I think of myself as a patient man, but there are still times when I’m not patient. Yet I know the more patient I am, the easier things will be for me in the long run. Like waiting in lines at the grocery store or department store check-out. What good does it do me to be impatient, when there’s nothing I can do about the situation? Impatience just leads to (more) frustration. Or like if someone cuts me off in traffic. It makes me angry, but it still doesn’t change the situation. Where if I were more accepting (more patient), I would just think something like, “Well, that person is in more of a hurry than I am.”
Of course, we can’t always be this rational, though, can we? Still, developing patience is a good idea for all of us to practice. The more patient you are, the more you will be willing to accept things the way they are instead of how you would like them to be. This is a concept called mindfulness. Your loved one might be learning about it in their therapy sessions and may have talked to you about it.
Patience is more than a virtue when you’re dealing with bipolar disorder. It’s a necessity. If you’re caught in traffic, for example, instead of being impatient and getting all frustrated, you need to just accept what is happening, and use that time to relax or breathe.
Have you ever heard the expression: “Don’t sweat the small stuff. And it’s all small stuff.” Well, Richard Carlson, PhD wrote a book called that, and offers some useful advice here. He suggests having “Patience Practice Periods.” He says that you should start with a small amount of time and build up to a larger amount of time. He says that you start by telling yourself: “Okay, for the next five minutes I won’t allow myself to be bothered by anything. I’ll be patient.” Once you’ve mastered five minutes, you can go longer, until you really do actually become a more patient person.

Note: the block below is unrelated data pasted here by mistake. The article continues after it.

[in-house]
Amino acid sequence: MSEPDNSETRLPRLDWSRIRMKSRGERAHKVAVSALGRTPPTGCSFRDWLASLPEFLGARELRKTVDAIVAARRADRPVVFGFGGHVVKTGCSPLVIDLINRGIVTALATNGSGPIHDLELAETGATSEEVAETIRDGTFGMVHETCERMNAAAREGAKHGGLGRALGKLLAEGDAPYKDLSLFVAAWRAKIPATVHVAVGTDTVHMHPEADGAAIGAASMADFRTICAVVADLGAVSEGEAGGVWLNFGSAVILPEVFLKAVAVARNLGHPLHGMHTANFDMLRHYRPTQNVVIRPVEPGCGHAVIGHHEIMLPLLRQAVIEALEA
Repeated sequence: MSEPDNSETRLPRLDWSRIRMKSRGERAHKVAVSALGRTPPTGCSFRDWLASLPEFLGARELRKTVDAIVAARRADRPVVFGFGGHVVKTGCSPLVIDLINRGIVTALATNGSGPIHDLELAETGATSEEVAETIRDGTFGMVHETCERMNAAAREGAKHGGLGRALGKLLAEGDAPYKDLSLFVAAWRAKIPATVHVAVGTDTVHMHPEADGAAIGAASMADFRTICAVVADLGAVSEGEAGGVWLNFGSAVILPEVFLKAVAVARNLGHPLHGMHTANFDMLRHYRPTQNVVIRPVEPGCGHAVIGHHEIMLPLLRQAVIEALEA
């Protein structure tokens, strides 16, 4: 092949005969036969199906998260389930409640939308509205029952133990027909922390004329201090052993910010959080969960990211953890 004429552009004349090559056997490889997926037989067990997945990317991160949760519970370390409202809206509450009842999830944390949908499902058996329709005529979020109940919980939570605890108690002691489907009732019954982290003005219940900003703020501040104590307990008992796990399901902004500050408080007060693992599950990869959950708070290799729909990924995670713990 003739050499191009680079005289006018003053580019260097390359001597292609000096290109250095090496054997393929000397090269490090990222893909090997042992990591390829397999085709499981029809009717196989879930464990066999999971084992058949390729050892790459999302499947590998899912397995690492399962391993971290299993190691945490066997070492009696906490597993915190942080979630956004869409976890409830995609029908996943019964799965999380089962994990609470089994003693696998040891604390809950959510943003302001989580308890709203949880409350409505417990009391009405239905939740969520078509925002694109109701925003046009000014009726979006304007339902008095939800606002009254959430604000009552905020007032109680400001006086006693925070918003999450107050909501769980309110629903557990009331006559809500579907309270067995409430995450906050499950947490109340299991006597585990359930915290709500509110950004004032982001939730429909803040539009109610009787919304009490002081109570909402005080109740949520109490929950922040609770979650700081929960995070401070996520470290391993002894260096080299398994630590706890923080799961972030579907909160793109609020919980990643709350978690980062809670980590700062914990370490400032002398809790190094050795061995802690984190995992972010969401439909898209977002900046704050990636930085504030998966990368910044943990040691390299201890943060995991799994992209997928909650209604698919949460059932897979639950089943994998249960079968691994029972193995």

Being patient allows you to keep your perspective, instead of that perspective being clouded over by frustration or even anger (at something you can’t change) or stress. For example: You might find yourself frustrated by your loved one’s lack of progress. First you try the “Practice Patience Period” that Carlson talked about. If that doesn’t work for a long enough period, think of it consciously this way: “My present challenge is not life or death. It just is.” You can’t change your loved one or their behavior anyway – only they can do that. And if you repeat the above enough times, you might actually find yourself accepting the situation much better, and having less stress over it. You can even teach it to your loved one, which will help them have less stress in their life, which will help their bipolar disorder.
Being more patient can be a conscious thing to do, if you practice what I’ve suggested. It will also lead to less stress and complications for you. Try “Practicing Patient Periods” for yourself and see how they work out for you. I think it’s a great way to become more patient with your loved one and their bipolar disorder. Think of some things you do that help you to be patient.
Try doing more of these things.
Well, I have to go!